WEAVING A STORY
Consumers are increasingly buying into the heritage of products as much as the pieces themselves, but we may not always be seeing the whole picture. Moroccan artisan weavers’ collective Anou offers a fresh alternative to traditional cultural clichés – and a challenge to vested market interests.
Take the beguiling story of sabra, for example – the trendy, vegan eco-fibre beloved of lifestyle bloggers. The cactus-derived ‘silk’ is harvested in the Saharan desert by nomadic Berber women, dyed in a spectrum of soft colours, then hand-woven with traditional motifs using a process that has remained the same for centuries. With such a romantic backstory, ‘sabra products are incredibly popular because they embody the imagination of what people perceive Morocco to be,’ observes Anou founder Dan Driscoll.
Imagination is the key word here. In reality, the sabra narrative took off only in the 2000s. Suspicious because none of the hundreds of Moroccan weavers who work with Anou had made or posted sabra products on the collective’s platform, Driscoll traced the supply chain back to source. An inspection of packaging labels and material tests revealed that the fibre was in fact rayon. Distributors had no qualms about admitting that the yarn wasn’t produced in Morocco: it was just that no-one had asked before.
The truth behind sabra exposes how the desire for artisanal products with meaning leaves us vulnerable to seduction by fake stories of provenance. For Driscoll, it illustrates the issues that are systemic in an artisan economy largely controlled by middlemen, who retain 96% of the final selling price. As he points out, ‘these narratives that help sell products are radically detached from the reality of who these people really are.’ The solution is an artisan-run collective that puts power in the hands of the makers at every stage, from design to distribution.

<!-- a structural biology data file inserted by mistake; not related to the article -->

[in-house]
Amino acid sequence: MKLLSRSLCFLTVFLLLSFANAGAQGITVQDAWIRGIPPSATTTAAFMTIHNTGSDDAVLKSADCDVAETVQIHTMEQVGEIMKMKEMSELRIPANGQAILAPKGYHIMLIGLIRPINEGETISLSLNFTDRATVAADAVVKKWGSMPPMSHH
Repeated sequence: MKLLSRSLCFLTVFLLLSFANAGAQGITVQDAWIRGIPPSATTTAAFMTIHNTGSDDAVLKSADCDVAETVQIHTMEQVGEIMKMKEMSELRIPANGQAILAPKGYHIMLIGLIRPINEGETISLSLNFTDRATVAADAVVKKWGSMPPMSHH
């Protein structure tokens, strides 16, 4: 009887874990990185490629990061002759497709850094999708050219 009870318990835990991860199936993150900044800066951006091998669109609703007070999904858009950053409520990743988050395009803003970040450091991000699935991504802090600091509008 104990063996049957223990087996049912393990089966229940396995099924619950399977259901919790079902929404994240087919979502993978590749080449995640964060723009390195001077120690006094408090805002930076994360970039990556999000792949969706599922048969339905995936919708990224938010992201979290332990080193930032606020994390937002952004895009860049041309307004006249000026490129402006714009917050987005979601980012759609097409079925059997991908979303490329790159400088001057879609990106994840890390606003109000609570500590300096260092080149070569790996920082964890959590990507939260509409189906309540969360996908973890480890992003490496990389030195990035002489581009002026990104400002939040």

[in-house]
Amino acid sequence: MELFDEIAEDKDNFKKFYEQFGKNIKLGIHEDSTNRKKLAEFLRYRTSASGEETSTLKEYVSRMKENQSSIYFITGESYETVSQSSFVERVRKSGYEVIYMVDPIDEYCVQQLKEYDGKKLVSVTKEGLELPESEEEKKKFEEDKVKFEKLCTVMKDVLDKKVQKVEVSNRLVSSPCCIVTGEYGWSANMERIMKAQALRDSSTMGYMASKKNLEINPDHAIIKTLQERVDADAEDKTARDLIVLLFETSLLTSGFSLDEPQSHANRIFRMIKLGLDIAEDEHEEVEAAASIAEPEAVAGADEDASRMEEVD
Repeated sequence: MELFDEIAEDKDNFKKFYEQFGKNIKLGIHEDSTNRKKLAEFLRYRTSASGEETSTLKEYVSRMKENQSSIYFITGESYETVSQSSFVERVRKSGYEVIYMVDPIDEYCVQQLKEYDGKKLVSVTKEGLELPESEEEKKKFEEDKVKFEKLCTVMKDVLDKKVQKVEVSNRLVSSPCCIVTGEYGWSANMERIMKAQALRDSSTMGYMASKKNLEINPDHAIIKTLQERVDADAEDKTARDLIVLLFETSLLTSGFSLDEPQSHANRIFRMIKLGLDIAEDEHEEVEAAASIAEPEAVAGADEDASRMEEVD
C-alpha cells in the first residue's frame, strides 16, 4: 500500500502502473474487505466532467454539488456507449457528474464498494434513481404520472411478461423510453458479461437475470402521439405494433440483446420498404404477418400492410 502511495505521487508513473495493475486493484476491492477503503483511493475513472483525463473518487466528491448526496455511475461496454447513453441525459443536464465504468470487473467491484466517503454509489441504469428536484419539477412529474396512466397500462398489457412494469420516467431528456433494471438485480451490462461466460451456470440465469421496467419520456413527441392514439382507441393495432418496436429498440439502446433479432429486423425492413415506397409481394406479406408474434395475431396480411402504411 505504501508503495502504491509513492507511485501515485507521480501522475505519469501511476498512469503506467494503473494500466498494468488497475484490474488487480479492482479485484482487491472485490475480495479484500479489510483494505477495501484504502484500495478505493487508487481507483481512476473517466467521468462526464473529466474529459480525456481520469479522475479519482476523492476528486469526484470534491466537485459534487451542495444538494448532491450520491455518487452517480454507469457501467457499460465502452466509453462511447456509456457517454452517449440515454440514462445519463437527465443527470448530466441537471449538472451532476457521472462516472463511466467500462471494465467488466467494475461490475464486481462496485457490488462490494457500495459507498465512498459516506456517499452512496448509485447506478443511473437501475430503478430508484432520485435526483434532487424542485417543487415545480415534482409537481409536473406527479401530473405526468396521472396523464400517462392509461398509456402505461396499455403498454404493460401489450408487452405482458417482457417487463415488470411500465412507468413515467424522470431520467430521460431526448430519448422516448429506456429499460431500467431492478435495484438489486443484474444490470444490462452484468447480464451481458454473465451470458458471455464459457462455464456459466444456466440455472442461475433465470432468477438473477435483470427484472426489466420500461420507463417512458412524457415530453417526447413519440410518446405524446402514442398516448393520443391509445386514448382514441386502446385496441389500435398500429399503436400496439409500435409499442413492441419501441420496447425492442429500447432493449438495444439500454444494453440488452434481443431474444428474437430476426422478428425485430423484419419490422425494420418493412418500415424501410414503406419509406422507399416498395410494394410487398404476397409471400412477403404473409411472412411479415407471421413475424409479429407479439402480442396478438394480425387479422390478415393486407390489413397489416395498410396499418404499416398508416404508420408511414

Anou enables artisans to sell direct to customers worldwide using a bespoke, language-free interface. Workers receive 80% of the proceeds and the rest is ploughed back into the platform and training. Six years on, Anou has founded a materials supply company, trains artisans in management as well as production, and has lobbied for reform of outdated regulations that, in favouring middlemen over makers, reflect a pre-digital market. This has established the skills, market access, influence and financial stability to enable makers to shape the future of an artisan economy ‘beyond fair trade’.
Anou doesn’t just manage production and logistics – it also puts workers in control of their image and story. The collective’s online store is populated with weaver’s photographs of their hand-loomed rugs against the bright skies of the Atlas Mountains or in dusty village streets. These pictures are accompanied by biographical pen portraits and the platform connects products with the places they are made, as well as with the personal stories of their makers.
Design becomes central when consumers buy into the story behind a brand and here too, Anou takes a distinctive tack. Its collaboration with London-based designer Sabrina Kraus López, to equip makers with the tools to create original designs, subverts received notions that artisans either preserve unchanging heritage – what Driscoll calls the ‘museumfication of craft’ – or are mere fabricators for designers who reinterpret traditions in a contemporary vein.